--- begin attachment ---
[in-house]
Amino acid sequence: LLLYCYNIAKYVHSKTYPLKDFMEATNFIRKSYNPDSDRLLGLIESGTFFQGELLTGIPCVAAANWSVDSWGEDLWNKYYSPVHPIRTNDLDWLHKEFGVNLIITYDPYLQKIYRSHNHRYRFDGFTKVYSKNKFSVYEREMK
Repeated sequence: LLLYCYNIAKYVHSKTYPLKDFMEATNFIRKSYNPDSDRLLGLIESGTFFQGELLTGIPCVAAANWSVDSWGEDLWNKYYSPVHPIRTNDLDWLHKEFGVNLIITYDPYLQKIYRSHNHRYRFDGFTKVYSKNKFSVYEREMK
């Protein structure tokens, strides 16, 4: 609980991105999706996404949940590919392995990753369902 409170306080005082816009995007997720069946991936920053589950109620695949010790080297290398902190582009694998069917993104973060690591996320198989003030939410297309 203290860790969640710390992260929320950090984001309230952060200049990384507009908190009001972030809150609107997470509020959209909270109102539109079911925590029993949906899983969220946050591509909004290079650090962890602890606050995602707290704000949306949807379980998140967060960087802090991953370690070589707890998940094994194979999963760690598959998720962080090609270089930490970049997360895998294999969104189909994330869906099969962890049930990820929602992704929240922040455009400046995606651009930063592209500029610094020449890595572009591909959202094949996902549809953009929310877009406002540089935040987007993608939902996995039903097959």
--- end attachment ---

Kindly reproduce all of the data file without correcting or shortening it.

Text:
[in-house]
Amino acid sequence: LLLYCYNIAKYVHSKTYPLKDFMEATNFIRKSYNPDSDRLLGLIESGTFFQGELLTGIPCVAAANWSVDSWGEDLWNKYYSPVHPIRTNDLDWLHKEFGVNLIITYDPYLQKIYRSHNHRYRFDGFTKVYSKNKFSVYEREMK
Repeated sequence: LLLYCYNIAKYVHSKTYPLKDFMEATNFIRKSYNPDSDRLLGLIESGTFFQGELLTGIPCVAAANWSVDSWGEDLWNKYYSPVHPIRTNDLDWLHKEFGVNLIITYDPYLQKIYRSHNHRYRFDGFTKVYSKNKFSVYEREMK
């Protein structure tokens, strides 16, 4: 609980991105999706996404949940590919392995990753369902 409170306080005082816009995007997720069946991936920053589950109620695949010790080297290398902190582009694998069917993104973060690591996320198989003030939410297309 203290860790969640710390992260929320950090984001309230952060200049990384507009908190009001972030809150609107997470509020959209909270109102539109079911925590029993949906899983969220946050591509909004290079650090962890602890606050995602707290704000949306949807379980998140967060960087802090991953370690070589707890998940094994194979999963760690598959998720962080090609270089930490970049997360895998294999969104189909994330869906099969962890049930990820929602992704929240922040455009400046995606651009930063592209500029610094020449890595572009591909959202094949996902549809953009929310877009406002540089935040987007993608939902996995039903097959």